[Python-ideas] if condition: break idiom

Arnaud Delobelle arnodel at googlemail.com
Sun Sep 21 21:52:57 CEST 2008

On 21 Sep 2008, at 20:24, Josiah Carlson wrote:
> Not all statements; all *control flow* statements.  Return, yield,
> continue, break, assert, ..., can all change program flow.  To say
> that break and continue should be special cased is silly, as "Special
> cases aren't special enough to break the rules".  As such, why
> continue and break but not return or yield?  Further, the syntax is
> *so very similar* to conditional expressions <X> if <C> vs. <X> if <C>
> else <Y>, the lack of an else clause could be confusing to those who
> have seen and used conditional expressions before, never mind the
> meaning of them.

Well my view was that break and continue are the only two statements  
that relate to loops.

>> I don't agree with that: the absence of do .. while liberates the  
>> loop
>> construct in python from its constraints and the first form above  
>> becomes
>> more common.
> But you were just arguing that the *lack* of do/while makes the
> embedded if necessary.  Now you are saying that it *liberates* us from
> the control-flow induced by do/while.  ;)  There's an argument that
> says rather than treat the symptom (breaks in the body), treat the
> disease (lack of a do/while).  But since the lack of a do/while isn't
> a disease, by your own words, then the symptom is not a bug, it's a
> feature ;)

There is a missing link in your interpretation of my argumentation.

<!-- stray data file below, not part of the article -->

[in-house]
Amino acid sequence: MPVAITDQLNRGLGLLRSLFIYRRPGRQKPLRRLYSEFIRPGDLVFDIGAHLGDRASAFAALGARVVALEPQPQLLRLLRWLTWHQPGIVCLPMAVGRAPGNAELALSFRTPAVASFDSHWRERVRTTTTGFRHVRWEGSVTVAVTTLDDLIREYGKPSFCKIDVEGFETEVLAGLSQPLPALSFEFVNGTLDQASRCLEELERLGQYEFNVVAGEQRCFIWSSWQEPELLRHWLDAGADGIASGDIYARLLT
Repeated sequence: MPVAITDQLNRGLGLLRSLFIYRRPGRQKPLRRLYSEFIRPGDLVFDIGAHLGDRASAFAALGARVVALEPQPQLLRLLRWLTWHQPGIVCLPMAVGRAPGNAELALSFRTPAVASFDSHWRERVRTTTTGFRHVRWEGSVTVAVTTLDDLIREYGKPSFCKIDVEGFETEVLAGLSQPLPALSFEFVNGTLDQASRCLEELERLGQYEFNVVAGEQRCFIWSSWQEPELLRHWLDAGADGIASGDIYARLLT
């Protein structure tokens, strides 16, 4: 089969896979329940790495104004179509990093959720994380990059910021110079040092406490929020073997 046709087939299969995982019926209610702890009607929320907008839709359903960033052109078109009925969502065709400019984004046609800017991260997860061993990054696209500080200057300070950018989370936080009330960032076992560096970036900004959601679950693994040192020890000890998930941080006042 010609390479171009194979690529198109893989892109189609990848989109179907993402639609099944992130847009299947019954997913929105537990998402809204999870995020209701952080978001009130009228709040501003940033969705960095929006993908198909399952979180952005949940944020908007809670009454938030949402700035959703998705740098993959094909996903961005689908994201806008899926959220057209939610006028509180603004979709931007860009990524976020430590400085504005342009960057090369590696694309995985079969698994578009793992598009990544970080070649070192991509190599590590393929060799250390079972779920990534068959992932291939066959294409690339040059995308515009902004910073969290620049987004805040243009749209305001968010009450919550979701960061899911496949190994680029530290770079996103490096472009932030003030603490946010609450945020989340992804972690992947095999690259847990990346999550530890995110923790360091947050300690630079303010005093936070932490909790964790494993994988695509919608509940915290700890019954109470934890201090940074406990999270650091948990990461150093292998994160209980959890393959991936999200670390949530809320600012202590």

It is that I haved noticed that, as I do not have a do .. while  
construct at my disposal in Python, I do not try to shape my loops  
into this structure anymore.  I almost *never* write:

     while True:
         if condition: break

But most of the time it seems that the correct structure for a loop  
comes as

     while True:
         if condition: break

In fact, I would be happy with getting rid of the while loop and  
replacing it with a simple 'loop' constuct, where:

     while condition:

would be written as:

         if condition: break

However I see this as too radical to propose :)

>>> Which *has* an idiom in Python.
>>> first = 1
>>> while first or condition:
>>>  first = 0
>>>  ...
>> I would not use this, not because it is slower, but because it is  
>> uglier.
> That's funny, because whenever I use it in a production codebase,
> coworkers always comment how they like it because it pushes the
> condition for the loop at the loop header rather than embedding it in
> the (sometimes long) body.  In particular, I've seen the lack of a
> do-while in Python result in an if clause at the bottom of a 150 line
> while, which had been confusing as hell for anyone who got to touch
> that code.  Moving it up to the top made it clear and resulted in a
> removal of half a dozen lines of comments at the top explaining why
> the loop was constructed like this.  After the above translation,
> those comments became "this emulates a do-while clause".

This makes a lot of sense, if you use a do .. while concept in your  
loops.  Now I feel bad that I used the word "uglier" ...

>> Anyway, there hasn't been a flurry of positive responses so far so  
>> I don't
>> think this is going to go much further than this reply...
> Syntax changes are tough to get agreement on in Python.

Thank you for your comments, they all make a lot of sense.


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